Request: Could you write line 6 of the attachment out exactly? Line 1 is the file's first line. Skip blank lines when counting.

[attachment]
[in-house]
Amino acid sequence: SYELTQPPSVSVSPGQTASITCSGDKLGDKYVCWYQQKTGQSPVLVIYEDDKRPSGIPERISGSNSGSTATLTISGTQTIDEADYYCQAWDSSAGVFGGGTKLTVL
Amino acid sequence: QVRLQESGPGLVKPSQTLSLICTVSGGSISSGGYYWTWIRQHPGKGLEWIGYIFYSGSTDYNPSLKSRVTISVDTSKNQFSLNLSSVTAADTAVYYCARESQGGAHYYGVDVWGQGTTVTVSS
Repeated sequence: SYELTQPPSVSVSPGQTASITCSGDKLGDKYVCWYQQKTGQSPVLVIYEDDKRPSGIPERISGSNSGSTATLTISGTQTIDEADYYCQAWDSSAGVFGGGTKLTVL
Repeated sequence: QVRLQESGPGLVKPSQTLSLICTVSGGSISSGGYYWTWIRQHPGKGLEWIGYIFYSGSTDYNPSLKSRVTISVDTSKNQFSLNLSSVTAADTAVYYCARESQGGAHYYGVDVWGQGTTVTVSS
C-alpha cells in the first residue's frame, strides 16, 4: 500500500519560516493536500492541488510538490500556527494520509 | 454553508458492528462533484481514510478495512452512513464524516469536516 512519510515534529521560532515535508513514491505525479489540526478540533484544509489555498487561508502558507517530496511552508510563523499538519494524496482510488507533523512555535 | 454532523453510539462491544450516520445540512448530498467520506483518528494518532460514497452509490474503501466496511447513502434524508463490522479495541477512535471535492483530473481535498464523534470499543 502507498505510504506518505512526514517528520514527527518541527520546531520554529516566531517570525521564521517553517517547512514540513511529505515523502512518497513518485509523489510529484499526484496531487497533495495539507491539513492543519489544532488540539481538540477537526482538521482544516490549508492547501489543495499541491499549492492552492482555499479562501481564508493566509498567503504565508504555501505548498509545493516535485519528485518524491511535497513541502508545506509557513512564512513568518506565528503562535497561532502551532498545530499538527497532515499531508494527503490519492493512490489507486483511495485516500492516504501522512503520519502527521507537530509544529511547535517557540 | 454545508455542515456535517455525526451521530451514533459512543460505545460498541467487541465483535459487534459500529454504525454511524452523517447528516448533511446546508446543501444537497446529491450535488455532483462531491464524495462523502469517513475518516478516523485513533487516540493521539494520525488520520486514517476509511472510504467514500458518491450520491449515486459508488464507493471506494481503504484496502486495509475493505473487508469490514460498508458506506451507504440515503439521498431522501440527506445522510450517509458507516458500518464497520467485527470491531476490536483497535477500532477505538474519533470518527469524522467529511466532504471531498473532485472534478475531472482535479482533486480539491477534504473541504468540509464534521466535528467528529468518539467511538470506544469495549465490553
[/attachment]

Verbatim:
C-alpha cells in the first residue's frame, strides 16, 4: 500500500519560516493536500492541488510538490500556527494520509 | 454553508458492528462533484481514510478495512452512513464524516469536516 512519510515534529521560532515535508513514491505525479489540526478540533484544509489555498487561508502558507517530496511552508510563523499538519494524496482510488507533523512555535 | 454532523453510539462491544450516520445540512448530498467520506483518528494518532460514497452509490474503501466496511447513502434524508463490522479495541477512535471535492483530473481535498464523534470499543 502507498505510504506518505512526514517528520514527527518541527520546531520554529516566531517570525521564521517553517517547512514540513511529505515523502512518497513518485509523489510529484499526484496531487497533495495539507491539513492543519489544532488540539481538540477537526482538521482544516490549508492547501489543495499541491499549492492552492482555499479562501481564508493566509498567503504565508504555501505548498509545493516535485519528485518524491511535497513541502508545506509557513512564512513568518506565528503562535497561532502551532498545530499538527497532515499531508494527503490519492493512490489507486483511495485516500492516504501522512503520519502527521507537530509544529511547535517557540 | 454545508455542515456535517455525526451521530451514533459512543460505545460498541467487541465483535459487534459500529454504525454511524452523517447528516448533511446546508446543501444537497446529491450535488455532483462531491464524495462523502469517513475518516478516523485513533487516540493521539494520525488520520486514517476509511472510504467514500458518491450520491449515486459508488464507493471506494481503504484496502486495509475493505473487508469490514460498508458506506451507504440515503439521498431522501440527506445522510450517509458507516458500518464497520467485527470491531476490536483497535477500532477505538474519533470518527469524522467529511466532504471531498473532485472534478475531472482535479482533486480539491477534504473541504468540509464534521466535528467528529468518539467511538470506544469495549465490553